The old woman’s hair had once been layered and colored. Now, its coarse clumps, tangled in dull shades of orange, yellow and gray, lay wherever they had settled when she got out of bed that morning.

She reminded me of the older women who get wheeled into the beauty salon by their children or their care givers because someone thinks a color, a cut and a blow will be just what they need.   Often, it is difficult for them to maneuver into a comfortable position to have their shampoo. I wish that beauty salons had special seats (maybe some do) for elderly arthritic people who need someone else to maintain their hair.

“Mmm, delicious,” she said after tasting the cupcake.  “I’ll take the whole cake.  Thank you so much. You have been so kind.”

As their cake was boxed and tied, I waited in line behind the couple. I’m old, but they were older.

Her hunched shoulders were hidden in the worn collar of what my mother used to call a “spring coat.” It was made of some kind of black wool and they were a few loose threads that stuck out oddly. The pills and naps in it told me that, if it could talk, the coat might have great stories to tell, perhaps about the forties.

I don’t know. It was just a coat worn by an old woman who was with an old man.  They were buying a cake, in case they got some company that weekend.

I hope they did.

Nuts on a Plane

Photo Credit: faungg's photo via Compfight cc

Photo Credit: faungg’s photo via Compfight cc

Nuts are soothing to eat, especially on a plane, during turbulence. Next time you fly through turbulence, look around. If you see a passenger resembling a deranged beaver gnashing savagely on her peanuts,  share your own measly pack of peanuts with her. Chomping those nuts with ferocity might just calm her enough to keep her in her seat and save all of you from the sight of her running through the plane, ripping off her clothes, and screaming, “I wanna get out.”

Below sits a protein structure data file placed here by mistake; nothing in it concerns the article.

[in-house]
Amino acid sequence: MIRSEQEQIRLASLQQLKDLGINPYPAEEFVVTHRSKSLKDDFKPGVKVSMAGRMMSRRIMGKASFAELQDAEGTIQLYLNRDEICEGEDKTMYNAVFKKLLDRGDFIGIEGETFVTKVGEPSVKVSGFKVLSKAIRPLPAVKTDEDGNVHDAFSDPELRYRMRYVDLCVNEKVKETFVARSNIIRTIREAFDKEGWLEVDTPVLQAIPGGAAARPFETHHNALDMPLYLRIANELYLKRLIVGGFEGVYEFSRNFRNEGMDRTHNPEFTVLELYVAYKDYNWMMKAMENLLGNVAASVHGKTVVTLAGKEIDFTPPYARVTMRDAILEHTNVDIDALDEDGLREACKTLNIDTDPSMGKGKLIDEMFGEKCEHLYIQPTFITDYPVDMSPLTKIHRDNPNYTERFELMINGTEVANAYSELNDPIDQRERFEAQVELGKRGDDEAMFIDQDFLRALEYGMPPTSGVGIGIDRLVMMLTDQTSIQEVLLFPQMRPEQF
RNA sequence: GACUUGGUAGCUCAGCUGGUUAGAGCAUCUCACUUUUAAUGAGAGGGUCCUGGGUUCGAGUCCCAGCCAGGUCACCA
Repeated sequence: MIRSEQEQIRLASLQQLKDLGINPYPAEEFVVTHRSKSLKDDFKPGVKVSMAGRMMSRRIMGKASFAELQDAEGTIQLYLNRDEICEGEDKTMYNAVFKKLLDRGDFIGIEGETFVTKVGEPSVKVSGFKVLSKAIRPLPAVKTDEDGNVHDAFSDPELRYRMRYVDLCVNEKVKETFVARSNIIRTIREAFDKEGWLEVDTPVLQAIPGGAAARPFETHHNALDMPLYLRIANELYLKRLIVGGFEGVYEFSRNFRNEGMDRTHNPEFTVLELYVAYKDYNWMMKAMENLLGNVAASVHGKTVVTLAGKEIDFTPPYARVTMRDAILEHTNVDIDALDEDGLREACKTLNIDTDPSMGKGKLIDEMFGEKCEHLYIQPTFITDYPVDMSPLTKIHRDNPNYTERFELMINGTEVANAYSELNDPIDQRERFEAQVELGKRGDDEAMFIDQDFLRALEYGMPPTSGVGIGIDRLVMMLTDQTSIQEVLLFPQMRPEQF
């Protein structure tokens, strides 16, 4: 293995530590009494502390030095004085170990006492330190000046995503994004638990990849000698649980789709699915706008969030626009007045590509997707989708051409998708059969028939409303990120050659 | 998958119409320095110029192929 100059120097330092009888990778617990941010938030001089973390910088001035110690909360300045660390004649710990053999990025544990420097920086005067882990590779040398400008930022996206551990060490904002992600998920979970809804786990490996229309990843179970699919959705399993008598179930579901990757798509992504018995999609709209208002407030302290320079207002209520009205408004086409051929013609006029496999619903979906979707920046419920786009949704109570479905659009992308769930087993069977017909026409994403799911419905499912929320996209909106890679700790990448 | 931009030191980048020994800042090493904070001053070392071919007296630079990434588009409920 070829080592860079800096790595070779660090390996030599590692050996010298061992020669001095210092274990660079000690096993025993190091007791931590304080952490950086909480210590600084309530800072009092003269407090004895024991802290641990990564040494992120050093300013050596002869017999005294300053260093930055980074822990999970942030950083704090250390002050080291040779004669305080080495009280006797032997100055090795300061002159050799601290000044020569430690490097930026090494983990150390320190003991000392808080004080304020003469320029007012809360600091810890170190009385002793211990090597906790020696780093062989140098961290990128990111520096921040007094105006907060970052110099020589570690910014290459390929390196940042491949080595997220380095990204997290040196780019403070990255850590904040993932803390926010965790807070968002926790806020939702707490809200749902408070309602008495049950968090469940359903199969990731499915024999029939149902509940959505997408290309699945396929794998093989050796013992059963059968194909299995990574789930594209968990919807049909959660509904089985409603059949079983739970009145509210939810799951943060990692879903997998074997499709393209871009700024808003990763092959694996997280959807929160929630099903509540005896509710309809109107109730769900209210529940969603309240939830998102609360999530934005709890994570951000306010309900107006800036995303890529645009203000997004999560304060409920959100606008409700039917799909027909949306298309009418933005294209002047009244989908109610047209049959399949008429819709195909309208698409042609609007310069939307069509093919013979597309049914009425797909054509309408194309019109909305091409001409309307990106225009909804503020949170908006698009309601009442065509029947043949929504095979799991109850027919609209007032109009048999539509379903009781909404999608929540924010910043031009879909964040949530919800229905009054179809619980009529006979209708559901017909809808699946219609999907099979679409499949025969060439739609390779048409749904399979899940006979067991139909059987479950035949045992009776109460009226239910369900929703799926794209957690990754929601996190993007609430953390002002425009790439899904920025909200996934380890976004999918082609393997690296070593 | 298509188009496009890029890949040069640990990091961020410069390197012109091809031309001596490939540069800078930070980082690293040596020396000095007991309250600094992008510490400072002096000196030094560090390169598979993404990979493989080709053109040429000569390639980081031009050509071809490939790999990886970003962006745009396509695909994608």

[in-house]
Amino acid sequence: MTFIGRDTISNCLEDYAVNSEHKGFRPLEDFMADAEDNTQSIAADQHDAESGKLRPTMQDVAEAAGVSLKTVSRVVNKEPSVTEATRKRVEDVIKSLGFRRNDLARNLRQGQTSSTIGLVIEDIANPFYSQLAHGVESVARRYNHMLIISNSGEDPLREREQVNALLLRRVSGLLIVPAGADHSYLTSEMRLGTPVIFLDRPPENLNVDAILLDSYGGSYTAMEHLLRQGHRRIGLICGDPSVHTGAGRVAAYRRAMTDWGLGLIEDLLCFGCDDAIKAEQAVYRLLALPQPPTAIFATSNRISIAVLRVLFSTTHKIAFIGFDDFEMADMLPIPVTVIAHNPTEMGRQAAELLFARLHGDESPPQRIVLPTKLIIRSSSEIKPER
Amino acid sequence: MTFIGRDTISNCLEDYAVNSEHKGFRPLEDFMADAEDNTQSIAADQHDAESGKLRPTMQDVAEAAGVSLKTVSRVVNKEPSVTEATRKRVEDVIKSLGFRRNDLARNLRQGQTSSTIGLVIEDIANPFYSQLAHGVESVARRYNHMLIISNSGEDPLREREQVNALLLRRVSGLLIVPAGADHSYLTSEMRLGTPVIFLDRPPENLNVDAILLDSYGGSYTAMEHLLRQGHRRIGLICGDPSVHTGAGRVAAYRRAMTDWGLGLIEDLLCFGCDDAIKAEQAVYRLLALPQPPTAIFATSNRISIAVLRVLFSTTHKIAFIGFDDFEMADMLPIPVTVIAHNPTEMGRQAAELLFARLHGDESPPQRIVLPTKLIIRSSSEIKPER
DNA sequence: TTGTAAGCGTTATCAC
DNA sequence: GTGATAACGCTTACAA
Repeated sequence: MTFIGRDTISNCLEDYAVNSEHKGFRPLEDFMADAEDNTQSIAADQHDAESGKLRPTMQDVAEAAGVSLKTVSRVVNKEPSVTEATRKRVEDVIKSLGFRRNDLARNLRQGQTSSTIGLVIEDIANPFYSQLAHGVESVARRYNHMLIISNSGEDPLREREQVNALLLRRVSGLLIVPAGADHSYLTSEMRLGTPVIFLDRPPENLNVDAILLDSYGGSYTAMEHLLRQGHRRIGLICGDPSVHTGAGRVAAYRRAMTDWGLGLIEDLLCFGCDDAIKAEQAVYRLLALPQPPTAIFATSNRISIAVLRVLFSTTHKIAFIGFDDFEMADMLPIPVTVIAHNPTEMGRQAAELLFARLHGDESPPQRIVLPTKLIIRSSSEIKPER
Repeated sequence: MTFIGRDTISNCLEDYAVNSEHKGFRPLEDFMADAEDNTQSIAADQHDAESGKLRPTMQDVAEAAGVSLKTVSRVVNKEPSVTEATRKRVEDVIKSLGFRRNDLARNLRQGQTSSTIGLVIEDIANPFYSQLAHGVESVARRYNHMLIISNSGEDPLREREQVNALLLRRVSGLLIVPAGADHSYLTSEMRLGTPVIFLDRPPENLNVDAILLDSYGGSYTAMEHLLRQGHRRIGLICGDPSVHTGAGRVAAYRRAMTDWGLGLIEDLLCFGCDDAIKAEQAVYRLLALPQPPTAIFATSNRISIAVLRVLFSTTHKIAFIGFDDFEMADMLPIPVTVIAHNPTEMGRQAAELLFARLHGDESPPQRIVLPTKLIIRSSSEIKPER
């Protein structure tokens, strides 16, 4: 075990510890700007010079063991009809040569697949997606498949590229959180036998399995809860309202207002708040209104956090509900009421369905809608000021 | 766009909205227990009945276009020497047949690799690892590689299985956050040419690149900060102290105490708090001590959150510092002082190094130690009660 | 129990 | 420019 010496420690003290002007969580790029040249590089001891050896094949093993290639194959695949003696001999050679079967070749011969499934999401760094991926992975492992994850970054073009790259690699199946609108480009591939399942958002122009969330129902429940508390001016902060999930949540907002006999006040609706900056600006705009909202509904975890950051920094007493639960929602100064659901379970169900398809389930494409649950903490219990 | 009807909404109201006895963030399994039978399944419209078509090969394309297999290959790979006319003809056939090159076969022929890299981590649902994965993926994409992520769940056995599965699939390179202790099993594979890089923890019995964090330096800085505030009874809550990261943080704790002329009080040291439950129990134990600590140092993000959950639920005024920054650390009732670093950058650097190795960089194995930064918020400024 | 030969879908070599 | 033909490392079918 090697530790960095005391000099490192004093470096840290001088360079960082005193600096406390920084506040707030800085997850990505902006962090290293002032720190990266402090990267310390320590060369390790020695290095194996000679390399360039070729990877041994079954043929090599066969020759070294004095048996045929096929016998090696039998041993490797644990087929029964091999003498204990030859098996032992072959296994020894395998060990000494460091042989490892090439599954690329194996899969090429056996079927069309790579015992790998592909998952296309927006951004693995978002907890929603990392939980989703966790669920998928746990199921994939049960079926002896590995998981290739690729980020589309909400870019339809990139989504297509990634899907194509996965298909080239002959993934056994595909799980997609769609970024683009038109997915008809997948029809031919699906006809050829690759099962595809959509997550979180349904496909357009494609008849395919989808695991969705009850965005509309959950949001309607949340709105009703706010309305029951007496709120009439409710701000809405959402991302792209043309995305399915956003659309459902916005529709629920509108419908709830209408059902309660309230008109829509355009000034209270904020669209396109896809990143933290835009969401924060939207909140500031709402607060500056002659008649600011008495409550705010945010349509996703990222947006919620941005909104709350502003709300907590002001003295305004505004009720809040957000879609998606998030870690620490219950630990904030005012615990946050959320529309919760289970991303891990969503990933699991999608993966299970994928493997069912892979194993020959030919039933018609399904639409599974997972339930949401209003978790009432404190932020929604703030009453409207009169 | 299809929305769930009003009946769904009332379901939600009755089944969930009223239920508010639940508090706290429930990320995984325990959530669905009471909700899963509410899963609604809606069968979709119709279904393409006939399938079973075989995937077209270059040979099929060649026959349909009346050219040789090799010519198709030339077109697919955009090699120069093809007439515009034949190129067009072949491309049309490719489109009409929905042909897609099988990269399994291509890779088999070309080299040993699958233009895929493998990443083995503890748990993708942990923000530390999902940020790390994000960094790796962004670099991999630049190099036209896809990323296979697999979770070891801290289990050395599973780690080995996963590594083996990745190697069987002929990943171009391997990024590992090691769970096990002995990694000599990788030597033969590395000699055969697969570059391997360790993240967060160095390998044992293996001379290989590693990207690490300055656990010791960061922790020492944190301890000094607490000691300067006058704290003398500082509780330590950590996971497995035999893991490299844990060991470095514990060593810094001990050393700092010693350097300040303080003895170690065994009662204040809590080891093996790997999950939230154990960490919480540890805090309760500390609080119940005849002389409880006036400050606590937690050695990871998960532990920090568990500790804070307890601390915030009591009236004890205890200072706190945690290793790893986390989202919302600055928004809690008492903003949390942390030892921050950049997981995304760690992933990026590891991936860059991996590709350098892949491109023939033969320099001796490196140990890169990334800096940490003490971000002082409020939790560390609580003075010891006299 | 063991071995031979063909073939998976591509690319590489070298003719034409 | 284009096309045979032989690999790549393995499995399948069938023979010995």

Gnashing nuts is definitely better than being nuts. As I am quite capable of both gnashing and being nuts on a plane, I read lots of stuff about my fear of flying. Once I even spoke to a pilot about my fears of turbulence. He suggested that I think of the plane (with me in it) as a grape sitting on a bed of Jell-O (the air).

“The grape,” he said,  “might get jostled but it will never fall through the Jell-O.”

I embraced this grape comparison as a compliment because in the past, I had always been likened to a pear, particularly when buying clothes.  If given a choice of being a grape and sitting on a bed of Jell-O, or being a pear and sitting in the middle seat on an airplane, while playing the “keep my thigh from rubbing your  thigh” game with the window and aisle passengers, I’d definitely opt to be the grape.

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Photo Credit: Mez Love via Compfight cc

Let’s go back to the nuts. I used to buy a whole bag of them at the airport concession stands before I got on my flights. It was worth paying a price almost as high as my plane ticket to have my little crunchy comforts in my seat pocket. Then, hurrah!  I flew Southwest! The peanuts and snacks at Southwest are freeeeeeeeeeeee! Yippee! On my last flight, the flight attendants came through the cabin on their first pass  and they tried very hard to make eye contact when they handed us our snacks. On their second pass, however, our keepers, oops, flight attendants  tossed our snack packs at us, and some of us, so happy to be fed for free, were leaping in the air to catch our little feed packs.

It’s all good, however. Gnashing nuts is a much better way to reduce flying anxiety than being tackled by six burly passengers, and then being restrained in my seat by their neckties, belts and shoe laces.  And, remember! On Southwest, the nuts are free!

Photo Credit: N00/4775842363/”>faungg’s photo via Compfight cc

HDF’s Reality Cooking Show: Chopping Onions and Garlic

Chopping the Onion

  1. Start peeling the onion’s skin.
  2. Accidentally drop a piece of the onion skin on the kitchen floor.
  3. Pick up the onion skin with a paper towel, and put it in the garbage can under the counter.
  4. After touching the floor with the paper towel and sliding out your garbage can from under the counter, wash your hands with soap. Then dry your hands.